By “hot”, I mean that drummers are in the limelight, getting the most press, and selling a lot of records.
It’s well known that drummers sell records.
Just look at any of the best-selling rock bands of the past fifty years (if you’re old enough to remember them).
But there’s more to it than that. Drummers have a PR life-span.
They’re at their most famous between the ages of 18 and 25. At their most interesting between the ages of 25 and 35.
They enter their slow decline of obscurity when they’re 35 and over.
The last time I checked, the average age of rock drummers is about 26.
That means that the public has an intense amount of music from a band’s first years to go through.
In a music market filled with live bands of varying quality, every drummer can do nothing but compete for attention
What that attention is is largely determined by the size of the crowd.
Larger crowds mean larger tours, more press, more press, etc.
Smaller crowds mean the drummer has to play fewer shows, record less music, or do all of it with less fanfare.
Obviously, a good live drummer isn’t worth less than a bad live drummer.
But the smaller venues have a relatively smaller footprint.
In a crowded market, the drummer who can draw a crowd with good songs will generally have the most success.
If a drummer isn’t doing that, that’s a problem.
One obvious solution is to record a more up-tempo or “hot” drumbeat to drum up the excitement.
There are three things to think about when approaching this.
- Can the song have a large enough variety of beats to be interesting?
- How much variety should you have?
- Does the song support the drumbeat?
Every song has a song structure. Every song uses a basic chord progression.
In music as in life, a few rules govern how you should approach creating new music.
These rules are, of course, subject to the performer’s skill
These basic rules apply to:
- Lead guitar
- Bass guitar
But to avoid confusion, we’ll use the most popular templates for all three:
Before we can write the drum beat, we need to understand the song structure of the song we’re playing.
So let’s look at a basic song structure:
#1 – #9
#2 – #1
#4 – #6
#3 – #2
#7 – #4
#5 – #5
#6 – #1
#8 – #2
#9 – #1
There are plenty of variations, but that’s a basic breakdown. Each line has a major-chord shape (major-chord = major chord + minor 7 chords).
Within that major chord shape, there are a series of minor chords. A minor chord is when you combine a major chord with a minor chord.
So the C major chord is the C major chord plus a minor 7 chord.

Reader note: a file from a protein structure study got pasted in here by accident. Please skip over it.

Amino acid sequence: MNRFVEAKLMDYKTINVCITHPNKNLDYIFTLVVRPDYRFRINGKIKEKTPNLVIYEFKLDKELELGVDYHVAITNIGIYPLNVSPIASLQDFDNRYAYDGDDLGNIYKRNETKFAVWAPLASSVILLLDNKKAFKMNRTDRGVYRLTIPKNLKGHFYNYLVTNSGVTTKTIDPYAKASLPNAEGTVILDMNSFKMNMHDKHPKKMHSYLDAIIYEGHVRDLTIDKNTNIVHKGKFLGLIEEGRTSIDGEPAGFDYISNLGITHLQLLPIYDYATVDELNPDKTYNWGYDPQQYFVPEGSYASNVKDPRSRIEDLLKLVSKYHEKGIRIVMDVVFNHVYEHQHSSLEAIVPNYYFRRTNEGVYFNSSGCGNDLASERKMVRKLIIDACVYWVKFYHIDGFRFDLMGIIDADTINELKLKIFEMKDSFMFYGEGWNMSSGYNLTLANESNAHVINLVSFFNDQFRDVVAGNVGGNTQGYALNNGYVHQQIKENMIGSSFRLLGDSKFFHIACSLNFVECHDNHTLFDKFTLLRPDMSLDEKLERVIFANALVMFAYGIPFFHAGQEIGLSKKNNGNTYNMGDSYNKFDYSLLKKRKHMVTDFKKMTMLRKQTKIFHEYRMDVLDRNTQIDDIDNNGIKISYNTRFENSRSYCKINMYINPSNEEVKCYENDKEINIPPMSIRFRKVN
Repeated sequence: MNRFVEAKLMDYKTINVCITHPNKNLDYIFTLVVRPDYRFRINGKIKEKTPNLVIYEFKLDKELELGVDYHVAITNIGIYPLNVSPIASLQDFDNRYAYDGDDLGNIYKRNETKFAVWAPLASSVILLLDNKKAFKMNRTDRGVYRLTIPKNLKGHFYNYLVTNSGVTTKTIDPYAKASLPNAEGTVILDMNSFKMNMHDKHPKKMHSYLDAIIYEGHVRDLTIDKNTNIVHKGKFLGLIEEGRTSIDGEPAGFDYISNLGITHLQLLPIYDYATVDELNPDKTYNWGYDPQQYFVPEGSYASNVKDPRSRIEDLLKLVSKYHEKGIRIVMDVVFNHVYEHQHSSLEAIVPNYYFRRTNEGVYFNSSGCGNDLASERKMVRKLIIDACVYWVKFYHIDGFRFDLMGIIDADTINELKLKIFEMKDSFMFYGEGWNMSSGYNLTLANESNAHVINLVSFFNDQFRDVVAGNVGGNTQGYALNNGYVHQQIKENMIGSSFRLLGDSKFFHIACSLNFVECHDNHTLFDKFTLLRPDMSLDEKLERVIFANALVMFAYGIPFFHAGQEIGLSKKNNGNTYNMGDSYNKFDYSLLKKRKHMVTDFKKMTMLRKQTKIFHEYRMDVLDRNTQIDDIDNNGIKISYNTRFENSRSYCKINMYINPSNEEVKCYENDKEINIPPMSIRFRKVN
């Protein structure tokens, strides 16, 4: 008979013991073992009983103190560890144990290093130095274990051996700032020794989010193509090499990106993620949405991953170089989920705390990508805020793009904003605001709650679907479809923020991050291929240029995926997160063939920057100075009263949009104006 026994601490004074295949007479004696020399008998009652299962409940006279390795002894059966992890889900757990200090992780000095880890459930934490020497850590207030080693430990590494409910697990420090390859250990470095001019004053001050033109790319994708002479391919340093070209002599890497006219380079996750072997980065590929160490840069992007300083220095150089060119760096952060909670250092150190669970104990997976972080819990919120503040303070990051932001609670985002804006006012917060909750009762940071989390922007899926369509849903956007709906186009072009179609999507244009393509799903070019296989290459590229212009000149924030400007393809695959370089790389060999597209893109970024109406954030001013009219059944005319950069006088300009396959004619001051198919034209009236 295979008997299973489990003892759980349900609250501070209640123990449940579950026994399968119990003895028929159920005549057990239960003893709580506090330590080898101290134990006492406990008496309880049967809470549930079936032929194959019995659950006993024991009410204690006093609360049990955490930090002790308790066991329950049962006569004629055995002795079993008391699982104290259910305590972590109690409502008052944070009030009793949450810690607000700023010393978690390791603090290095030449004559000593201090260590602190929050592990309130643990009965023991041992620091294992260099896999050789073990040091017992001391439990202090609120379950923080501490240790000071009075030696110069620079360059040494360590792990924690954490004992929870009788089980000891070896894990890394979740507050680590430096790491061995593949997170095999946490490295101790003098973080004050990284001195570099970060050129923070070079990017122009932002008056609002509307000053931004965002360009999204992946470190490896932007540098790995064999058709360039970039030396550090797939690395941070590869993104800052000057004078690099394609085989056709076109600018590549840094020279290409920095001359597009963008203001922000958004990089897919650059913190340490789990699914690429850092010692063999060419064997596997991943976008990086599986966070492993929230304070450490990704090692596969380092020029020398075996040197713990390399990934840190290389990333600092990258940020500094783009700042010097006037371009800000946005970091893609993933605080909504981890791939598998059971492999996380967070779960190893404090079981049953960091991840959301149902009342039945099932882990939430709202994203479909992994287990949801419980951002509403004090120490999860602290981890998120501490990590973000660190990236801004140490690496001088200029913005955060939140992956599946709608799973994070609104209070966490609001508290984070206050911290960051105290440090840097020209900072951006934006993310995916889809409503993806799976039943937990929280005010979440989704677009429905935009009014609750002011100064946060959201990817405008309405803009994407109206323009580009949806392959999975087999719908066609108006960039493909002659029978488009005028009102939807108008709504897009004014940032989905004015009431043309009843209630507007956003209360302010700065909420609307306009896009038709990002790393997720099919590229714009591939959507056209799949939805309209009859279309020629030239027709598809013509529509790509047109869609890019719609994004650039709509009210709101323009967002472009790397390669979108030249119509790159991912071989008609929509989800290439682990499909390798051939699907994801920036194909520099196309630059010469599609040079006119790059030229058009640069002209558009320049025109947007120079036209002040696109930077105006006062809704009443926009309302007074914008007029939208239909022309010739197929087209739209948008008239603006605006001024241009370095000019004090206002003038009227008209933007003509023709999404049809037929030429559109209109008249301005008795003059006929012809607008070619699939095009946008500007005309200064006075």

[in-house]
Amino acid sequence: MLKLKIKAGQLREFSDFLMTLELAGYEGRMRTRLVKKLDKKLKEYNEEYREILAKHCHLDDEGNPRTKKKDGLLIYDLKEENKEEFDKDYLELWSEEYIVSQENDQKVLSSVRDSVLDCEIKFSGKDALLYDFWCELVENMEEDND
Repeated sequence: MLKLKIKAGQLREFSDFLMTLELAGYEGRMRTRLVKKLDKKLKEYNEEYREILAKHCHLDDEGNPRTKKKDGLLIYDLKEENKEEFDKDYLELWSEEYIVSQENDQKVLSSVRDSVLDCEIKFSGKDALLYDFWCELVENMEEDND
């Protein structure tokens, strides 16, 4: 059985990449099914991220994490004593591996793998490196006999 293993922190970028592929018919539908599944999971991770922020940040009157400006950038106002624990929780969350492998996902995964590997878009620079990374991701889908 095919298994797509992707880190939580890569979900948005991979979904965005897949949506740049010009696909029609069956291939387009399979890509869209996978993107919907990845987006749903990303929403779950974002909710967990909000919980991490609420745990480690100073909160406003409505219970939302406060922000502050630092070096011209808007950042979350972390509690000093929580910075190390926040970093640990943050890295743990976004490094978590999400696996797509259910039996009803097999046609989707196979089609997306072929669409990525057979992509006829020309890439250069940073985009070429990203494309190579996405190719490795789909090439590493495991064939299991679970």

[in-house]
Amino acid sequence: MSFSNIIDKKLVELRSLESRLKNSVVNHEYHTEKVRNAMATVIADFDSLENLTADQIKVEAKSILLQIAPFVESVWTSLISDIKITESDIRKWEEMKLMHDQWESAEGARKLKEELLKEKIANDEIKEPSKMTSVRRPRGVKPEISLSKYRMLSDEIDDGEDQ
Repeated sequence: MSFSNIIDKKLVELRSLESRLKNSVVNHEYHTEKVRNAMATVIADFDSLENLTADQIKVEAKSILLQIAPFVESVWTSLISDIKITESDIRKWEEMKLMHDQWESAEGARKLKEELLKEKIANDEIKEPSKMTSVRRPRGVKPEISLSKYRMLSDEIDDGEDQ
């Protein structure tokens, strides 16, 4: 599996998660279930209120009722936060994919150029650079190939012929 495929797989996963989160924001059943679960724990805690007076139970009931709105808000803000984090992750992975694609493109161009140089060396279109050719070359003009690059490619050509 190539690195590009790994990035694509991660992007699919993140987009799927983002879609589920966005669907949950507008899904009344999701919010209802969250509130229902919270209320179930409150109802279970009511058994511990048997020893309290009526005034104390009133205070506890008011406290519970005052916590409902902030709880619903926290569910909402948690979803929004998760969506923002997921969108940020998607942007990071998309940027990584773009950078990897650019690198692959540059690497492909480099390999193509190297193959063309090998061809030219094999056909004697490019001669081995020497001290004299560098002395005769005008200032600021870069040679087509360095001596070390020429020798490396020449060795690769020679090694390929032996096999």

You need to know the chords of the song to be able to play along with it.
But the major-chord shape only contains the main phrases and tunes of the song.
So you can’t just hit a MIDI note to play along to a song, without knowing the chords.
So if we were to perform a song like “Everything I Do (I Do It For You)”, we’d need to play all the major chords:
C – D
E – A
G – B
F – E
D – A
C – D
E – G
F – A
You’d then need to hit a note (the A minor seventh chord) to show the song’s structure.
You’d then need to hit a note to make sure you weren’t off-key.
It’s one thing to know the chords, it’s another thing to know the song structure.
The Basic workflow
Now that we understand how a song can be performed, let’s think about how to create a piece of music.
It doesn’t matter if you’re a band, solo artist, or singer, or if you’re a musician who teaches music.
All successful musicians use the same basic approach:
- Thinking about what we want to play
- Thinking about what is needed to play it
- Thinking about how to actually play it
- It’s time to start writing your own songs!
A core part of any musician’s life is learning to compose music. You should be able to compose a simple drum beat in about a minute.
If you can’t compose a simple drum beat in a minute, you’re probably not going to be a good musician.
Writing songs is the core of any musician’s life
So we need to learn to create songs.
With each new piece of music, you’ll be attempting to improve your skillset.
You’ll be focusing on what it takes to make a song “click” with you, and you’ll be putting your time and energy into mastering one skill at a time.
And as a guitarist, it’s very important to master all aspects of playing the guitar.
By learning one element of playing guitar at a time, you’ll be focusing on mastering one concept.
This means that even though you’re learning to play a simple piece of music like the intro to The White Stripes’ Seven Nation Army, you’ll also be learning the necessary techniques of both picking and strumming.
You’ll be working to make sure that your playing sounds good, and you’ll be looking for ways you can make your playing sound better.
It’s important to continually work on your skillset so that you can perfect your playing and music-making.